Okay friends. I went to the Utah Symphony yesterday, and it was mostly delightful, but a few pretty serious things went down, and I just really need to vent here.
I feel like I’m generally a reasonably kind, compassionate person. But when I get in a concert hall, I become an entirely different creature, and every little audiencal error (yes, I did just invent that term) deeply offends me.
For example, I don’t normally glare at people, but if your phone goes off during a concert, you better believe I will throw more shade than you’ve ever felt.
Other immensely obnoxious/ disrespectful actions:
1. Opening a cough drop during a performance. #agony
2. Talking. Even whispering.
3. CLAPPING BETWEEN MOVEMENTS. Have you no respect??? Stop being an idiot.
4. Compulsive standing ovations. Come on, people.
5. Texting. #rude
6. Humming along with the music.
7. PDA. Get a life.
8. Cheering/ shouting. Leave the whoops in the stadium.
If we’re going to last as a respectable society (my bad, too late.) we need to get ahold of ourselves in the concert hall. I’m doing my best to educate my 3rd graders on proper concert etiquette, but it only takes one clap to generate a rowdy raucous of uneducated morons. Let’s be the change.
I’ve been part of the Classical Piano world for the majority of my life, and there are several aspects of that world that make me proud. For example, we are collectively cultured, refined, disciplined, and appreciative of quality. We also perpetuate and maintain excellence by continually studying works composed by our faithful predecessors, such as Bach, Mozart, and Beethoven.
However, there are a few aspects of our world that do not make me proud. One of them is our collective dislike for a certain Jon Schmidt, fellow pianist and exemplary individual.
He recently came with a few other youtube folks to judge a competition here at BYUH, and they all gave us a nice fireside while they were at it. Over the course of the fireside, I had the thought more than once, “Man! Jon Schmidt is so cool!” and I want to share my thoughts, because I’m sick and tired of hearing pianists talk smack about him. #pianosnobs #hatersgonnahate #youwishyouhadapersonalcellist
1. He makes really awesome youtube videos. A few of my favorites are Me and My Cello, Beethoven’s Five Secrets, Let It Go, and Story of My Life
2. His music is accessible, and has opened the Classical Piano world to many who wouldn’t otherwise have found the door.
3. He is a man of incredible faith. Everyone at the fireside said good stuff, but man, whenever Jon spoke, I thought the building was going to explore because the Spirit was so powerful. He was testifying like crazy and just making me want to be a better person.
4. He has a cellist. Do you have a cellist? I didn’t think so.
5. He’s a family man. I’ve heard him talk about his family on several occasions, and you can tell that he does what he does for them.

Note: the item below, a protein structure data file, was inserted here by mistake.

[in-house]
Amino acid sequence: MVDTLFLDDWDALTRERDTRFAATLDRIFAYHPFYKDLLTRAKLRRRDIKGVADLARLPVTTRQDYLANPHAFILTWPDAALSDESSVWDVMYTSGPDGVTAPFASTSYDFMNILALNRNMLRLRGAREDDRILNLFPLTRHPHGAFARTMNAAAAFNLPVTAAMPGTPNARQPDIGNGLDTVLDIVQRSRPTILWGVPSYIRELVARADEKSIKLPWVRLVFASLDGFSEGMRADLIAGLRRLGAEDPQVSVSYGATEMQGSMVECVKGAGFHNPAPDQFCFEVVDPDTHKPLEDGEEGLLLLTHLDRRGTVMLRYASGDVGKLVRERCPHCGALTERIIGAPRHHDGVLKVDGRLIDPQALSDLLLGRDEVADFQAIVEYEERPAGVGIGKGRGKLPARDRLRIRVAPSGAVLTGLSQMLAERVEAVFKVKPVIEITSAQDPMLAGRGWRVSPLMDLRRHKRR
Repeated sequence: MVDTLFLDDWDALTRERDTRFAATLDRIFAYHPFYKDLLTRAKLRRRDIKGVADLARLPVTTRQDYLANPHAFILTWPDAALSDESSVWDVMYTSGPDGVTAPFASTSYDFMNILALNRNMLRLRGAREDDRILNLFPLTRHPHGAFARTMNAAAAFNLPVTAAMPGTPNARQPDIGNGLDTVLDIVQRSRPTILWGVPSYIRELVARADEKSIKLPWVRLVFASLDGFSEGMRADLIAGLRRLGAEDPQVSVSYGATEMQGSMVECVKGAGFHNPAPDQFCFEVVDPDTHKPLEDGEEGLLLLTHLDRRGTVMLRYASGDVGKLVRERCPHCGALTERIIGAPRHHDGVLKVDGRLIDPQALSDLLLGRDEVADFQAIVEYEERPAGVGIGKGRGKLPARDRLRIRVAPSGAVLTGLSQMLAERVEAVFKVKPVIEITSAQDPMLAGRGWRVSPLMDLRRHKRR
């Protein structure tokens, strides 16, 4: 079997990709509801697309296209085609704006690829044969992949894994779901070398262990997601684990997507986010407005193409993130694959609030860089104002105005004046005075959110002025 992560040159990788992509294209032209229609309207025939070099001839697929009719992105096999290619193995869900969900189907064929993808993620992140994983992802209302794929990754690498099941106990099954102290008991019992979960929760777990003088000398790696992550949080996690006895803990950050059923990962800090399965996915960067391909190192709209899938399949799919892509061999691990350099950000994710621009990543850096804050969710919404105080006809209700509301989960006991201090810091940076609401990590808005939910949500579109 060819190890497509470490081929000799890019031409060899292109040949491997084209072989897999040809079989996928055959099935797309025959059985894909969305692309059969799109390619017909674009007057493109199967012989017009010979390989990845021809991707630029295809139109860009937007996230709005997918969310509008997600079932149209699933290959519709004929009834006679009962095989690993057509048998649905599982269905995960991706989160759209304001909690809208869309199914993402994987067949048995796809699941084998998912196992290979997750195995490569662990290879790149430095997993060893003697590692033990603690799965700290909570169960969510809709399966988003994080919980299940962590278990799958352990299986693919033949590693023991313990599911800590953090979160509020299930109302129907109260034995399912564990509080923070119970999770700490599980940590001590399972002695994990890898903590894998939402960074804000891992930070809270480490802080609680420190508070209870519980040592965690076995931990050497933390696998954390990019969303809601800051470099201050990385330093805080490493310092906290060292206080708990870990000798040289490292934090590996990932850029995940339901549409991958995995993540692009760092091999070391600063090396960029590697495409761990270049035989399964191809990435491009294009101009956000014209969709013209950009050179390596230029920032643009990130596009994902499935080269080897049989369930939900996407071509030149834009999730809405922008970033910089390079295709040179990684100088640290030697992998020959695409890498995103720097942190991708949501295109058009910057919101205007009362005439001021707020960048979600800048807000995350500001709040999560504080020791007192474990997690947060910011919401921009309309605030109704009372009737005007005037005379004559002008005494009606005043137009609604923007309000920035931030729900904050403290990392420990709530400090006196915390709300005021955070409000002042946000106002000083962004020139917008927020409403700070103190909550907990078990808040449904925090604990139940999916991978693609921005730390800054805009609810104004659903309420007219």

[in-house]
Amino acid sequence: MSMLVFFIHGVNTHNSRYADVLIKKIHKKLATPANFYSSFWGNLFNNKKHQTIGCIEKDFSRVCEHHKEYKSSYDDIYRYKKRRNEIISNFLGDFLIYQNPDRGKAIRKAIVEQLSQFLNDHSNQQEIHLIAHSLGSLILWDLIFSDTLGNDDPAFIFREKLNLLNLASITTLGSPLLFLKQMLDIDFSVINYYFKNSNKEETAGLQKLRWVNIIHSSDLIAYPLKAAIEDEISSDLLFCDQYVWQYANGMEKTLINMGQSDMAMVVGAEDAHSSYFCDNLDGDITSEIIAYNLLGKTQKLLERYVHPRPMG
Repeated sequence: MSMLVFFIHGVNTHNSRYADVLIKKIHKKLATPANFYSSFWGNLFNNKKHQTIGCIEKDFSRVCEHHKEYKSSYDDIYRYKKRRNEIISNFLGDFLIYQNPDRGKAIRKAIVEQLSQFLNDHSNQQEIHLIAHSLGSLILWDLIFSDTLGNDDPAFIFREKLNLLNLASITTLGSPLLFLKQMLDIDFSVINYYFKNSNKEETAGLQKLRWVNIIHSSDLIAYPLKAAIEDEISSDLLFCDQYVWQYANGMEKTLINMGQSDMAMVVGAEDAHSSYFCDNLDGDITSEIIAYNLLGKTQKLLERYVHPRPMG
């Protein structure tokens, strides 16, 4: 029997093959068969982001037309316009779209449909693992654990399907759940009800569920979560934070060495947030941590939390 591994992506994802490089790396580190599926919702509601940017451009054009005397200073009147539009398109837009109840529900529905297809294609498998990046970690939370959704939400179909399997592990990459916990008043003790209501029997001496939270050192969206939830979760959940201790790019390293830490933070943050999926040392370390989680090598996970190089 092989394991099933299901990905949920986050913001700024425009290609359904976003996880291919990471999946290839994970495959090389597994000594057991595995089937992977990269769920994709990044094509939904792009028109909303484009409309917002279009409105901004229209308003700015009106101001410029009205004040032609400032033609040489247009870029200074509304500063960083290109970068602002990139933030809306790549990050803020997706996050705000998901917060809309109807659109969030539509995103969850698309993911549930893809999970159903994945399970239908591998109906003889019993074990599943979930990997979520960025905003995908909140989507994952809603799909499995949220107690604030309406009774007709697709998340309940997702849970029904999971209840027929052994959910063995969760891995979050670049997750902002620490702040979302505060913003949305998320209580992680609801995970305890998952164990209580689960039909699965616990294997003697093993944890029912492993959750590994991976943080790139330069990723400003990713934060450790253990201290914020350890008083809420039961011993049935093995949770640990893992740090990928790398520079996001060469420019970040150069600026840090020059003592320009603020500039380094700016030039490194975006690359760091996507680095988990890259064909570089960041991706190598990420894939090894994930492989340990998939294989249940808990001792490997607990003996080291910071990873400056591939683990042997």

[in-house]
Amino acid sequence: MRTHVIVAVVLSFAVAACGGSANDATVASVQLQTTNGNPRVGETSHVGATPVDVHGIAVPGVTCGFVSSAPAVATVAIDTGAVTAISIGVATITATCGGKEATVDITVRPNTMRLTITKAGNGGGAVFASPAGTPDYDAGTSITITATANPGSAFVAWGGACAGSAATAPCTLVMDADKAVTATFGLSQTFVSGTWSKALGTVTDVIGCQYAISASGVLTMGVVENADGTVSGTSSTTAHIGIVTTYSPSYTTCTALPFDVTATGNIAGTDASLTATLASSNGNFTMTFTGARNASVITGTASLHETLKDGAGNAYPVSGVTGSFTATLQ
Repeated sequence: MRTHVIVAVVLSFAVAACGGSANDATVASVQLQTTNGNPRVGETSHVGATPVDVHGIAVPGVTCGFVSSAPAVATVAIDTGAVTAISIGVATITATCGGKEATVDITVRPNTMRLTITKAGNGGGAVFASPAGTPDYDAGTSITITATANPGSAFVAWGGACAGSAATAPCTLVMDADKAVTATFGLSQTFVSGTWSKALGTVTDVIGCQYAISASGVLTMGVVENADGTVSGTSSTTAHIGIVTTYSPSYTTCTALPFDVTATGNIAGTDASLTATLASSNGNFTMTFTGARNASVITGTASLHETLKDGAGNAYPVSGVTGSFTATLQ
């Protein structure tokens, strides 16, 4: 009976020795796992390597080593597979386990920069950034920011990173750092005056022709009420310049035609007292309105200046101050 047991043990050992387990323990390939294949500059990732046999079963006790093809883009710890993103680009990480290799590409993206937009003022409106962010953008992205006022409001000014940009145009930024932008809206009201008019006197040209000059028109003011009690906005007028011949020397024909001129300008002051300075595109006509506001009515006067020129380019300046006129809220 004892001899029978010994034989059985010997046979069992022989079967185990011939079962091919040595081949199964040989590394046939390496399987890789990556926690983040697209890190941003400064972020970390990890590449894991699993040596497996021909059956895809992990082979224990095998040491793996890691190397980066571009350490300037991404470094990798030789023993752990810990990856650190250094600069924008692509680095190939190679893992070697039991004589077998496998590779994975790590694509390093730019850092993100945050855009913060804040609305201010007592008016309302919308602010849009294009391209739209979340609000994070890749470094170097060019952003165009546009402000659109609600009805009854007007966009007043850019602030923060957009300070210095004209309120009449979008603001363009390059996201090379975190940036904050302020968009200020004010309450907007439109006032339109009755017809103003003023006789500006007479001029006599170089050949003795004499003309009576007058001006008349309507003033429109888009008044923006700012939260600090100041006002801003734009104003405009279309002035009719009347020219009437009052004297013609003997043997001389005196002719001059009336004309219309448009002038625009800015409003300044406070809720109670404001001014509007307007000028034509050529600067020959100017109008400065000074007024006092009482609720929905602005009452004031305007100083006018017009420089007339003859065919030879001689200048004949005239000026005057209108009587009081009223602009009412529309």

6. He can play upside down. #legit
7. He knows how to give a fireside. Sometimes people have awesome skills, but they just don’t know how to talk about it. #MichaelPhelps. Not so with Jon Schmidt. He is a dynamic, engaging speaker, and just really fun.
8. He writes funny comments in his music. One of my favorite’s is a rhythmic cue for a particularly difficult rhythm: Strawberry, ice cold lemonade.
9. He’s made piano cool. The High School jock could be seen playing the piano in the school talent show because of Jon Schmidt. #takeabow
10. He’s humble. You know how you can kind of tell when a person is full of himself? I’ve never gotten that vibe from Jon. He just seems down to earth and ready to give all the glory to God. I really admire that. He also made everyone around him look good by complimenting them and adding to what they said. I love it when people do that!
Say what you will about his music or his playing style, I think he’s done for the music world what J.K. Rowling has done for the literate world.
1. Into the West
2. In Dreams (Lord of the Rings)
3. Gabriel’s Oboe
4. Rhapsody on a Theme of Paganini, 18th variation
5. All of the Rigoletto soundtrack
6. Theme from Rachmaninov’s 2nd concerto
7. Nessun Dorma
Did you hear about the shooting in the Aurora theater in Colorado? Oh my goodness. It’s times like this that I am incredibly thankful for the gospel and for the Plan of Happiness. It also increases my desire to serve a mission like 10 times.
We have all this knowledge– we know that there is life after death, we know that families can be together forever, and we know that our Heavenly Father, who is waiting for us to come home to him, loves us. But so many people don’t know that! So many people grieve over tragedies like these (as they should) because they don’t know that they can be together again. But they can be!
And I could be the one to bring them that happy message. (2 months until I submit my papers!)
My first class on Monday, shortly after the news broke, was World Music Cultures. My amazing professor Dr. Kammerer brought up a discussion about Satan, and how we know that he is real, and an actual literal son of God, who can get hold upon the hearts of men, as he has with this particular man. (Those aren’t his words. He didn’t even use them. I just like to quote scripture whenever I talk about Satan. See Helaman 6:30 for a better description.) We know that, and we know how we can fight against him, and we just need to spread the world. Also, Alma 30:60. True statement.